1. If in Lightning Experience, add a mutation observer that reports whenever a DOM element is added or removed on the page.
  2. When the DOM changes, is the Flow Error text added?
  3. If yes, create the “View Offending Process Builder or Flow” link and append it to that error message node.

Why It Didn’t Work in Classic?

The reason is the way that Boostr for Salesforce works. When a Salesforce page is opened, it inspects which page is opened and adds the page specific features to it. For example, when the generic flow error is opened, it adds the View… link. It doesn’t look for changes to the page.

In Lightning, since it’s a Single Page Application (SPA), the page is loaded and then dynamically generated via Javascript. A new page isn’t opened when you click different links and buttons. You’re still on the same page but its contents change as different actions are performed. Since the generic flow error page is never loaded, that’s why the link never showed.

Have a feature you’d like to have in Boostr? Submit a feature request issue in GitHub and a contributor may implement it. Or you can implement it yourself by following the Contribution instructions.

Coming Soon to Boostr: Field History Tracking Counter Configurability

Lately, I’ve been cutting back on tv. Instead, I’ve been reading, hanging with friends and family, and occasionally contributing to side projects.

Today I focused on implementing the Field History Tracking Counter doesn’t take limit increases into account Boostr Request in Boostr for Salesforce.

By default, Salesforce only allows up to 20 fields to be specified for field history tracking per object. However, that limit can be increased, by purchasing more from Salesforce. Boostr was hard-coded to only think 20 was allowed.

Allowed # of Field History Tracking Fields Configurability

Boostr has been enhanced to allow one to configure how many field history tracking fields are allowed on the options page of Boostr.

In the example above, I’ve increased the limit to 40 and saved it. When configuring the Field History Tracking Fields for an object, the label shows how many allowed fields can be tracked based on the setting.


  • This hasn’t been released into Boostr yet but hopefully should be soon!
  • Also, if you’re working in multiple different orgs where the limit may differ, you may want to update this setting to reflect the current allow number of fields. However, this is probably not an issue since most orgs usually only have 20 and that’s what the setting is defaulted to be.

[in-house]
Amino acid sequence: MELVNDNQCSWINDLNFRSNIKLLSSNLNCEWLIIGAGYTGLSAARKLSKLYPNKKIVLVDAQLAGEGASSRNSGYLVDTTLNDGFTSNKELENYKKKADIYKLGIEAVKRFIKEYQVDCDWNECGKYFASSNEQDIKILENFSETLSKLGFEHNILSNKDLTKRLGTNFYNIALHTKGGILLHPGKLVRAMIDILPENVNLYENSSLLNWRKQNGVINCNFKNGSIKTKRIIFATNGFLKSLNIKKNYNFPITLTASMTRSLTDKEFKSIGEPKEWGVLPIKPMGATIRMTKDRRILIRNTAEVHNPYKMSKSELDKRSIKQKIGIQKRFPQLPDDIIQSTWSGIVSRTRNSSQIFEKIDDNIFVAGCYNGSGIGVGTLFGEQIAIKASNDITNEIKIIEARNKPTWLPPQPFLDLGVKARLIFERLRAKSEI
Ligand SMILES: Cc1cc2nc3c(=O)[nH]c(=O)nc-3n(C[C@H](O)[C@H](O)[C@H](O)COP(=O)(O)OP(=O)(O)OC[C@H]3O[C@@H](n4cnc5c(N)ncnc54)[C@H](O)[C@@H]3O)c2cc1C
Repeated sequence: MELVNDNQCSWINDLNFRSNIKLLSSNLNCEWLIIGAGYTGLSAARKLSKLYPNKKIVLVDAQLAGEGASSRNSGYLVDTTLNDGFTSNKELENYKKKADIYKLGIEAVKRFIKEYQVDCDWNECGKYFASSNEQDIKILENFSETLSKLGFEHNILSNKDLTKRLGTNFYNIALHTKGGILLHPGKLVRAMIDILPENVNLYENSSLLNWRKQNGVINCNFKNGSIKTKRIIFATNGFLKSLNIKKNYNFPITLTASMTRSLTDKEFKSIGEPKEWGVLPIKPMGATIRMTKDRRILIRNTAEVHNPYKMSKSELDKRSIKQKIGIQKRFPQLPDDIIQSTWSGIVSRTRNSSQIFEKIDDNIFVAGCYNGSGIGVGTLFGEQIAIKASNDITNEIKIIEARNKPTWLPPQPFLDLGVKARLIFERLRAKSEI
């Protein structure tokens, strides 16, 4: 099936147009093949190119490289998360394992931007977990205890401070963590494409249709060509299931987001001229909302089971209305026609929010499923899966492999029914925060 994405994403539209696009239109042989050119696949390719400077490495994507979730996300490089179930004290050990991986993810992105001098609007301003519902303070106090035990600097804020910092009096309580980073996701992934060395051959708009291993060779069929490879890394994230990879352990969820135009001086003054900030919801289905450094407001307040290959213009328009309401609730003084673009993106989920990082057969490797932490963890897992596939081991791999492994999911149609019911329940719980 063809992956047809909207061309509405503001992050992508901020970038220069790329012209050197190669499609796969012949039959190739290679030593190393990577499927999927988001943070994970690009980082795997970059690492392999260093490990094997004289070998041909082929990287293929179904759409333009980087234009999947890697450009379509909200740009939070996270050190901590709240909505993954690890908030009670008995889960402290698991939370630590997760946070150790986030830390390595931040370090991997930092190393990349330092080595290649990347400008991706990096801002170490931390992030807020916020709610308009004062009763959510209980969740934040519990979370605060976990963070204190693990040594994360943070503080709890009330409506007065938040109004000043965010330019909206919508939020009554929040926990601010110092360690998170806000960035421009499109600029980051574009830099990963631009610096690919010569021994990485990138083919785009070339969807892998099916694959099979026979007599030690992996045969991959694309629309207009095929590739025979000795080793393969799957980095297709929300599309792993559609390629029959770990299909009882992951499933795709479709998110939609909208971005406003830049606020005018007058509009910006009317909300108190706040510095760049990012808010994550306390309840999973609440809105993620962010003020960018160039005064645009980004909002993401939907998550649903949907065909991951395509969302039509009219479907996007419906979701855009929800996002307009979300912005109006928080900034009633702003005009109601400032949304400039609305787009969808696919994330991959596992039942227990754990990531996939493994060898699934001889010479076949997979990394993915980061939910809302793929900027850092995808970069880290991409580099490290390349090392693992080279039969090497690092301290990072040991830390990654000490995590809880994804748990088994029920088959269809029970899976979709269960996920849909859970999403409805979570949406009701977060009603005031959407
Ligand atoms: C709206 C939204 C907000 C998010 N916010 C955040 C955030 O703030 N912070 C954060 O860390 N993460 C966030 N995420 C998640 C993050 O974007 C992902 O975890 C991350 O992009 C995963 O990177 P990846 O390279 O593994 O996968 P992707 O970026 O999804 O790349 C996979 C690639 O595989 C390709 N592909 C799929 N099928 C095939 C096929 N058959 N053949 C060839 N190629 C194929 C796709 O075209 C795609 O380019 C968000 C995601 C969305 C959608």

• I tried to find a way to programmatically find the number of allowed fields but their doesn’t seem to be a way to do this through an API or otherwise. If someone knows a way, please let me know!

Boostr: View Flow or Process Builder Causing Error

Boostr for Salesforce is a Chrome extension that enhances the Salesforce experience by providing various enhancements to the browser experience such as

  • Changeset searching and filtering
  • Checking all edit and view field permissions in profiles and permission sets
  • Counting the number of fields checked in field history tracking
  • and More!

View Offending Process Builder or Flow Link


Now, I’m happy to announce that Boostr has a new feature in version 0.91 and above that adds a “View Offending Flow or Process Builder” link to the generic Flow / Process Builder error page in Salesforce classic. Opening the link opens the Flow Designer page with the Flow or Process Builder that caused the error.


The feature parses out the flow version error id and then appends that to the flow designer page to form the URL to navigate to.

I created this because sometimes you don’t receive the Flow error email and it can be troublesome to identify which Flow or process builder caused the error.

Note: The opened Flow Designer may have actually opened a process builder and not a Flow so be aware of that. The reason is that process builders are really Flows under the hood. When viewing a process builder from the Flow Designer page and reading the error email output, it actually makes more sense.

Thanks Matt

Want to give a big shout out to Matt Simonis who originally created Boostr and who has allowed me and other contributors to enhance it further.

If you’d like to contribute, fork the Boostr GitHub project, make the desired changes, and then create a pull request.